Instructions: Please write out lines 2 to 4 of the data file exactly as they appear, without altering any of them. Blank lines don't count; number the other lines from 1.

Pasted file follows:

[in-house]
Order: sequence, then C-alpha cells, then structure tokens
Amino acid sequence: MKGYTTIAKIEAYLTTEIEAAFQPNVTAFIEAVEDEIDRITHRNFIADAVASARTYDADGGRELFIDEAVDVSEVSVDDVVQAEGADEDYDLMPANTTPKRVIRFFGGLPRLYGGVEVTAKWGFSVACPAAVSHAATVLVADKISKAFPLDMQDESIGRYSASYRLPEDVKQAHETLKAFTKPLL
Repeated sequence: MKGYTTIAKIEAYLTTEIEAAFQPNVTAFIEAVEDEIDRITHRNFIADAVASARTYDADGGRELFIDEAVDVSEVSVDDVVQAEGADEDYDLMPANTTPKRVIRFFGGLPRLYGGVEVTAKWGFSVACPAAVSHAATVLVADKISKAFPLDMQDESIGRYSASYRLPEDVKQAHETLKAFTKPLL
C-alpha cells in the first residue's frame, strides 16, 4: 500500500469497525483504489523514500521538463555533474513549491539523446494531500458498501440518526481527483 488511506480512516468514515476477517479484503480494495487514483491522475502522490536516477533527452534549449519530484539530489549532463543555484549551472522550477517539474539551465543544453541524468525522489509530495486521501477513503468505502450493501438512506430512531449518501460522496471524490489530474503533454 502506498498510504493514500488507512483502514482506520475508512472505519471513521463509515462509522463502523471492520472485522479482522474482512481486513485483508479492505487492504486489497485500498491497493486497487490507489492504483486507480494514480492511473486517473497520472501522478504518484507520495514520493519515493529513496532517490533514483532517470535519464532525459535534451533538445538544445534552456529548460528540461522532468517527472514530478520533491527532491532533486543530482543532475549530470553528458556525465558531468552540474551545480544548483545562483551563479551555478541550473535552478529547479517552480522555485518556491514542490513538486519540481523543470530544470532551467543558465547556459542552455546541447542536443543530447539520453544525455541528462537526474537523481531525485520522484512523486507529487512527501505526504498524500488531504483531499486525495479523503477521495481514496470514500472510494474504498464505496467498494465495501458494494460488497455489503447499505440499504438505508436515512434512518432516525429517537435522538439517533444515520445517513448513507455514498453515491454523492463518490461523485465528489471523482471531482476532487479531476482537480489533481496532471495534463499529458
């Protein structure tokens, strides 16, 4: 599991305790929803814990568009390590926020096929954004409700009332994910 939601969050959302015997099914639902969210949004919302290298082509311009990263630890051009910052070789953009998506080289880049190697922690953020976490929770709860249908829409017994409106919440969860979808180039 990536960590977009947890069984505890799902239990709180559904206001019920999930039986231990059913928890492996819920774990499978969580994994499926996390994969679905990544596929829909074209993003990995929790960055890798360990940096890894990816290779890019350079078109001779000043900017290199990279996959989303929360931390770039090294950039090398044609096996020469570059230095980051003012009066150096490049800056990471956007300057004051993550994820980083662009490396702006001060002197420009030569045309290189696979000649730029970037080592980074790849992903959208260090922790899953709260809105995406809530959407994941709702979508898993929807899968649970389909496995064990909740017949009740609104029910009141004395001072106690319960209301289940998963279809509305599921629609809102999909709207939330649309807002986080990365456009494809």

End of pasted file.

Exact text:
Order: sequence, then C-alpha cells, then structure tokens
Amino acid sequence: MKGYTTIAKIEAYLTTEIEAAFQPNVTAFIEAVEDEIDRITHRNFIADAVASARTYDADGGRELFIDEAVDVSEVSVDDVVQAEGADEDYDLMPANTTPKRVIRFFGGLPRLYGGVEVTAKWGFSVACPAAVSHAATVLVADKISKAFPLDMQDESIGRYSASYRLPEDVKQAHETLKAFTKPLL
Repeated sequence: MKGYTTIAKIEAYLTTEIEAAFQPNVTAFIEAVEDEIDRITHRNFIADAVASARTYDADGGRELFIDEAVDVSEVSVDDVVQAEGADEDYDLMPANTTPKRVIRFFGGLPRLYGGVEVTAKWGFSVACPAAVSHAATVLVADKISKAFPLDMQDESIGRYSASYRLPEDVKQAHETLKAFTKPLL